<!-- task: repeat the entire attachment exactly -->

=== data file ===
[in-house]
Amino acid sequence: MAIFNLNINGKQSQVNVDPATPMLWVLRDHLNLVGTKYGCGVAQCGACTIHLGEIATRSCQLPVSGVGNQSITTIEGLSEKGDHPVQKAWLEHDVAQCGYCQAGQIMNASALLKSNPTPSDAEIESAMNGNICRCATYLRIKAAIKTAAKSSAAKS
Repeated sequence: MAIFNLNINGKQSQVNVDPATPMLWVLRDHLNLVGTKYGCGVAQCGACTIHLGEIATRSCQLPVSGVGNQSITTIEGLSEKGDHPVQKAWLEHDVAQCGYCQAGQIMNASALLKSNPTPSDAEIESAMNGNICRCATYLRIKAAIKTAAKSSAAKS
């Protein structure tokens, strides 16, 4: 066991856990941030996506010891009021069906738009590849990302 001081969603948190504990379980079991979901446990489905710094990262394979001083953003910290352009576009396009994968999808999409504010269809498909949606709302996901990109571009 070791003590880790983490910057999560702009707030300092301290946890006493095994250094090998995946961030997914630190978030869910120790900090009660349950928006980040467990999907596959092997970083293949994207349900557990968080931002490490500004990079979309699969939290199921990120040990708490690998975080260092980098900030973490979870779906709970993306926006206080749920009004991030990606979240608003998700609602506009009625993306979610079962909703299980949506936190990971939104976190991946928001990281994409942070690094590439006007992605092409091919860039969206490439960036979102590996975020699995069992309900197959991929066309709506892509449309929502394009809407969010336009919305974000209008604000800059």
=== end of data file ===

[in-house]
Amino acid sequence: MAIFNLNINGKQSQVNVDPATPMLWVLRDHLNLVGTKYGCGVAQCGACTIHLGEIATRSCQLPVSGVGNQSITTIEGLSEKGDHPVQKAWLEHDVAQCGYCQAGQIMNASALLKSNPTPSDAEIESAMNGNICRCATYLRIKAAIKTAAKSSAAKS
Repeated sequence: MAIFNLNINGKQSQVNVDPATPMLWVLRDHLNLVGTKYGCGVAQCGACTIHLGEIATRSCQLPVSGVGNQSITTIEGLSEKGDHPVQKAWLEHDVAQCGYCQAGQIMNASALLKSNPTPSDAEIESAMNGNICRCATYLRIKAAIKTAAKSSAAKS
């Protein structure tokens, strides 16, 4: 066991856990941030996506010891009021069906738009590849990302 001081969603948190504990379980079991979901446990489905710094990262394979001083953003910290352009576009396009994968999808999409504010269809498909949606709302996901990109571009 070791003590880790983490910057999560702009707030300092301290946890006493095994250094090998995946961030997914630190978030869910120790900090009660349950928006980040467990999907596959092997970083293949994207349900557990968080931002490490500004990079979309699969939290199921990120040990708490690998975080260092980098900030973490979870779906709970993306926006206080749920009004991030990606979240608003998700609602506009009625993306979610079962909703299980949506936190990971939104976190991946928001990281994409942070690094590439006007992605092409091919860039969206490439960036979102590996975020699995069992309900197959991929066309709506892509449309929502394009809407969010336009919305974000209008604000800059």